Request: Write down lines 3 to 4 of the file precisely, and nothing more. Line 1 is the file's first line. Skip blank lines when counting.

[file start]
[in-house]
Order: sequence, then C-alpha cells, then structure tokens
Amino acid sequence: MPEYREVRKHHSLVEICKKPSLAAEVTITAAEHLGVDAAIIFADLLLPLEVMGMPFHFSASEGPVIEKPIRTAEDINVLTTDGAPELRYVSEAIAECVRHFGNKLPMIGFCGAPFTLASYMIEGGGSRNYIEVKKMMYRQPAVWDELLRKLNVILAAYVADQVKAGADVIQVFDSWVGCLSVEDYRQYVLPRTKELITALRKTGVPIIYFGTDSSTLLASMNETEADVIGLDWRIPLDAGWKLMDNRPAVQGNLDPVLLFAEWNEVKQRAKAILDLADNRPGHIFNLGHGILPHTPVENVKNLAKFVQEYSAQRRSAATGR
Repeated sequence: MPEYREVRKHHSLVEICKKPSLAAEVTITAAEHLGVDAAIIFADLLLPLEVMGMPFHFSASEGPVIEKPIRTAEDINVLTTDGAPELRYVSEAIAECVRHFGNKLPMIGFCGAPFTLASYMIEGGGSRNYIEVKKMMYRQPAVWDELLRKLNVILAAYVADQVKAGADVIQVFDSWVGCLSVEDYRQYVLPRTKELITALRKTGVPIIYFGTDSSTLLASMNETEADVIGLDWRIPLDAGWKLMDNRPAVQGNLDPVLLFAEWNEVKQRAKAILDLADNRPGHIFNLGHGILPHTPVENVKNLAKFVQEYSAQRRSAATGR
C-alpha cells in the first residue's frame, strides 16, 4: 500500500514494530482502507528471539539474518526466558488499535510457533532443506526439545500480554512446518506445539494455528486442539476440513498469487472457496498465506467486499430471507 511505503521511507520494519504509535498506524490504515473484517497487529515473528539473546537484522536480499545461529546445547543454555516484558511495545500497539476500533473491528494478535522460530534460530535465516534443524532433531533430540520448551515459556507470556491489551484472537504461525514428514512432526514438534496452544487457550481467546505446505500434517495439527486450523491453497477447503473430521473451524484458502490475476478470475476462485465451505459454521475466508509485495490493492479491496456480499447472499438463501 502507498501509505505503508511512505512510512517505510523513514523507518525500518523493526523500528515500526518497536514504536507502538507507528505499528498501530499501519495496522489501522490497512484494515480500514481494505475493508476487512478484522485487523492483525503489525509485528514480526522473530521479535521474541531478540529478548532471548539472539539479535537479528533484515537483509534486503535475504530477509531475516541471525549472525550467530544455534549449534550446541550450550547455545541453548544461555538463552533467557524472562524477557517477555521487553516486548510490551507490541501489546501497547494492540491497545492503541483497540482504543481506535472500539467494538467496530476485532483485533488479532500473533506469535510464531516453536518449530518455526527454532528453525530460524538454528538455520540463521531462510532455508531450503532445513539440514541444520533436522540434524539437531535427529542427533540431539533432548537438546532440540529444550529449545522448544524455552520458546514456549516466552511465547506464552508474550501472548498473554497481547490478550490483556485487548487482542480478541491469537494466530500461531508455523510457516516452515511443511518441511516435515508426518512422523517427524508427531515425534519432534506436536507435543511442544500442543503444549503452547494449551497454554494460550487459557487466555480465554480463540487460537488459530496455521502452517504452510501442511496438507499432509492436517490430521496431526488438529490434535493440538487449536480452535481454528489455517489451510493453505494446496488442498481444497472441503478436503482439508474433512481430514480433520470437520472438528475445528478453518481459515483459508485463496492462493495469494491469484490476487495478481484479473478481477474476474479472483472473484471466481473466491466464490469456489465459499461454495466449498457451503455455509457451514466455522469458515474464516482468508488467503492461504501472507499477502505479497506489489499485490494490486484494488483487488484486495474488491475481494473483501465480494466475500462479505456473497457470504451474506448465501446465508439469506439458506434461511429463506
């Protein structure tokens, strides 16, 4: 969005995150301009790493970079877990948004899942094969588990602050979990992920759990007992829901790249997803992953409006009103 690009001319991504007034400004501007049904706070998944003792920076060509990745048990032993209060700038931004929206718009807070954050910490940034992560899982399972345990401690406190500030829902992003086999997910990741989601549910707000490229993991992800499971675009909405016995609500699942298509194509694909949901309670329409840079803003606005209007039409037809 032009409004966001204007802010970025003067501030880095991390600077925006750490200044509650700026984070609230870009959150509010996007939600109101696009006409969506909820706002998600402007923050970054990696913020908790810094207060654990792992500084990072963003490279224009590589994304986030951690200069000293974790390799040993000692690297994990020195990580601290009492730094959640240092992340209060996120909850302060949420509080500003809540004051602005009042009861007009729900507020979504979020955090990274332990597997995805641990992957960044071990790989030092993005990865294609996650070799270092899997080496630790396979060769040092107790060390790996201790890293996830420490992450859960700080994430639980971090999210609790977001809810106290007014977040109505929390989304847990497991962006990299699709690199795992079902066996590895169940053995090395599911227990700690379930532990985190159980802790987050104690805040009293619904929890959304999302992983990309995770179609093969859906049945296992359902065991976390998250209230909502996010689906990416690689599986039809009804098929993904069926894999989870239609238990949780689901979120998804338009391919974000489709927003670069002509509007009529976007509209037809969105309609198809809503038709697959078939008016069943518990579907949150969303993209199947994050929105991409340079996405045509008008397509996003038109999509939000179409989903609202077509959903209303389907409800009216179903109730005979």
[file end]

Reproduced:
Amino acid sequence: MPEYREVRKHHSLVEICKKPSLAAEVTITAAEHLGVDAAIIFADLLLPLEVMGMPFHFSASEGPVIEKPIRTAEDINVLTTDGAPELRYVSEAIAECVRHFGNKLPMIGFCGAPFTLASYMIEGGGSRNYIEVKKMMYRQPAVWDELLRKLNVILAAYVADQVKAGADVIQVFDSWVGCLSVEDYRQYVLPRTKELITALRKTGVPIIYFGTDSSTLLASMNETEADVIGLDWRIPLDAGWKLMDNRPAVQGNLDPVLLFAEWNEVKQRAKAILDLADNRPGHIFNLGHGILPHTPVENVKNLAKFVQEYSAQRRSAATGR
Repeated sequence: MPEYREVRKHHSLVEICKKPSLAAEVTITAAEHLGVDAAIIFADLLLPLEVMGMPFHFSASEGPVIEKPIRTAEDINVLTTDGAPELRYVSEAIAECVRHFGNKLPMIGFCGAPFTLASYMIEGGGSRNYIEVKKMMYRQPAVWDELLRKLNVILAAYVADQVKAGADVIQVFDSWVGCLSVEDYRQYVLPRTKELITALRKTGVPIIYFGTDSSTLLASMNETEADVIGLDWRIPLDAGWKLMDNRPAVQGNLDPVLLFAEWNEVKQRAKAILDLADNRPGHIFNLGHGILPHTPVENVKNLAKFVQEYSAQRRSAATGR